Ms.PhD said...

Actually, the 'invited talk' comment raises an interesting point.

How many of these people are lurking out in the world, mostly keeping their mouths shut at work and at meetings, saving their real beliefs for comments on blogs?

We'd all like to think that none of them are successful scientists by most objective measures- papers, invited talks, grants. But the fact of the matter is, they are out there, they are not figments of the blogosphere. They actually do think this way, and have all this pent-up rage. These kinds of comments would translate into outright discrimination and hate crimes if acted upon in 'real' life.

Thanks, FSP, for sharing. When they come to me, I mostly choose to delete them, so I'm not as interesting to target as I used to be. I don't need the reminders that these people are out there, since I'm pretty sure some of them work in offices and labs just like mine.

Anonymous said...

patt, it is neither of them. It is an institute of technology. I suggest you stop writing rubbish since you do not know who I am. I may not be Herman Weyl but I did not start research yesterday either. Since nobody knows anyone in this forum, it is essentially shooting in the dark. Do we know FSP is a professor anywhere?

Anonymous said...

I believe that the competition for academic physics jobs is so intense, if you have a serious personality flaw that makes you unable to deal with women, and this is noticed, you will be tossed aside for a better-qualified AND more collegial candidate. Even at Podunk Institute of Technology. Why would an institution make such a risky hire? (I can see this would happen if, say, hermannweyl were 1000x better than the competition, but I have seen no evidence for this, and many nonsensical logical leaps that would point to the inverse.) As to whether such a candidate can stealth it up until tenure, yes, that is troubling.

Anonymous said...

patt, as a person working in starbucks, you are speculating too much... Don't you have a customer waiting for you? What do you know about academia other than the frapuccinos you serve to professors?

Anonymous said...

Oh dear, Pete has outed me as an industrial physicist, studying foams and emulsions in my "lab" at Starbucks. However, I do know some things about academia, and my opinions are as valid as anyone's.

Please remember, hermannweyl, not to post during your purported "talk" at PIT. The blogosphere will thank you.

Anonymous said...

I have to agree with gs above here: and besides! I always thought your profile picture was your hair. That's excellent hair, in that case. The Nobel question really highlights the definition of success. We were discussing a prominent female women's basketball coach being underpaid for her work (after the caveat of what underpaid is in college athletics is met) and the issue of national championship titles, of which this lady has none, came up. I highlighted the years of Final Four appearances and other illustrious accomplishments and the audience readily agreed that yes, this was a clear list of high success. But we all do tend to fixate on the pinnacle of any achievement: as if without that one award you must not be of that tier or near or, or other women or any subgroup must not be. Foolishness.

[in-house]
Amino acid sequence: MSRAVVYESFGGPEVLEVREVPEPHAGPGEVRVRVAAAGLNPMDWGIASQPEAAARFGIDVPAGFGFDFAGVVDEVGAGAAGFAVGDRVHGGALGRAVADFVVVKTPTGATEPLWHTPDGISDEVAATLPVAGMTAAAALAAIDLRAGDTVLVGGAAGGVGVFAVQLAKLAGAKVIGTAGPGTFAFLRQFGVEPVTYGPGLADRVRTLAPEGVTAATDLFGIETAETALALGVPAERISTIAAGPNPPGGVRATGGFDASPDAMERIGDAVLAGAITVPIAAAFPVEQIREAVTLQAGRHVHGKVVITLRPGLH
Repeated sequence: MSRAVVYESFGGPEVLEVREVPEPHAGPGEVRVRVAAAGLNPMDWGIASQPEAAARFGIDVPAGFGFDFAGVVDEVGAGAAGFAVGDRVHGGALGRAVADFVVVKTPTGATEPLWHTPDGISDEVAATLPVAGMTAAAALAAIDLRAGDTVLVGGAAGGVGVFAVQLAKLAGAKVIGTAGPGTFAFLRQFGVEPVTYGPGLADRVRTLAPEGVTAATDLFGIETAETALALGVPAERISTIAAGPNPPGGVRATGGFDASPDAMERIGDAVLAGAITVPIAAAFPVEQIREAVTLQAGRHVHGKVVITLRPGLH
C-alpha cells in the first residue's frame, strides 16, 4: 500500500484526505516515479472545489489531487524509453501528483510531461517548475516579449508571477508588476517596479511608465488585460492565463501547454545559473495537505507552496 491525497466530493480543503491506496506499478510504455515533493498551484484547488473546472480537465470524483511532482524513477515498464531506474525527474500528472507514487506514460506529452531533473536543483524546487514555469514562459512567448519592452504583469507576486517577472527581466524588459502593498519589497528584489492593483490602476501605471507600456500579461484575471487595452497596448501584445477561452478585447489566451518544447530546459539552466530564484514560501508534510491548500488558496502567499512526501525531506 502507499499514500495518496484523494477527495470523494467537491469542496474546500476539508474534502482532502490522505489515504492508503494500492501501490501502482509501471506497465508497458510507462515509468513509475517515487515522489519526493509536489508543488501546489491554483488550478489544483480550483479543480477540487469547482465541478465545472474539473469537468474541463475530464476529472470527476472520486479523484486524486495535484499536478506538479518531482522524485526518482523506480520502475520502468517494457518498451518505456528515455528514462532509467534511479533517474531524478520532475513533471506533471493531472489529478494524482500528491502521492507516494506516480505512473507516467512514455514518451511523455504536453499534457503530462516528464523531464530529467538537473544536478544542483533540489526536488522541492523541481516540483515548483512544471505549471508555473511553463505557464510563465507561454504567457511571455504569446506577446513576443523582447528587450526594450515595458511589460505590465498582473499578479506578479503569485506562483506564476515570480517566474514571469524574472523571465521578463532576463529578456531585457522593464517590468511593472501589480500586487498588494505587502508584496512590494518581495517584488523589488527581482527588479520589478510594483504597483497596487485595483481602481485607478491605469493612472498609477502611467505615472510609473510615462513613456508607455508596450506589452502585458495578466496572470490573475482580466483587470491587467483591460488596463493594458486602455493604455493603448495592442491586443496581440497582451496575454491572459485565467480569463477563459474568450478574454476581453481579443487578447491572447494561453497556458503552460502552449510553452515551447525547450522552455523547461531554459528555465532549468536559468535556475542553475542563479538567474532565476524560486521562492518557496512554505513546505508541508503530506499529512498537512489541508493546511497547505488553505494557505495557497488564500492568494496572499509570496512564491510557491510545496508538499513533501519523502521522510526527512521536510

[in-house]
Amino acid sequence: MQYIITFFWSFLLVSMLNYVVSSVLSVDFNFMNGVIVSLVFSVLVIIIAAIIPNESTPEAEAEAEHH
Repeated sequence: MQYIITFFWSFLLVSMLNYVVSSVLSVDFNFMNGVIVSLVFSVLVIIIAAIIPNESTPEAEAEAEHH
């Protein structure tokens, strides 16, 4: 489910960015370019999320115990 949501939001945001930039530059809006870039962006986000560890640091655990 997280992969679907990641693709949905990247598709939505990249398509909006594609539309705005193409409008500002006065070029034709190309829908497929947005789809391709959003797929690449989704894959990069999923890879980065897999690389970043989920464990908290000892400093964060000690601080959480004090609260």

Female Science Professor said...

I keep meaning to replace the weird hair picture, but to me it sort of symbolizes part of my problem -- I don't look like a scientist or a professor. I could cut and dye my hair, I suppose, and I could get fake glasses and walk around in a lab coat all day, but it would be much better if more people would realize that scientists and professors can look like me.

Anonymous said...

American Female Nobel Prize Winning Scientists:

Gerty Cori
Physiology or Medicine 1947

Maria Goeppert-Mayer
Physics 1963

Rosalyn Yalow
Physiology or Medicine 1977

Barbara McClintock
Physiology or Medicine 1983

Gertrude B. Elion
Physiology or Medicine 1988

Linda B Buck
Physiology or Medicine 2004

American Female Nobel Caliber Scientist

Chien-Shiung Wu, physics

There are of course more women nobelists or nobel caliber in science from other countries

Anonymous said...

Don't forget Rosalind Franklin under "Nobel-caliber".

Anonymous said...

I didnt forget Franklin, but she was British

Anonymous said...

Oops, you're right, of course.

Anonymous said...

anonymous, the first two in your list are not americans...

Anonymous said...

Hey--my moniker's been swiped! Twice! Typical troll behaviour. Well, at least he has been forced to confront the list of female Nobel prize winners from recent history, if his first post was honestly not a joke.

Anonymous said...

Gerty Cori was a naturalized American citizen.

Anonymous said...

Maria Mayer spent most of her career in the US, from 1939

Auntie Em said...

I do hope Herman is better informed about whatever topic he's giving his talk on than he is on the subject of Nobel Laureates.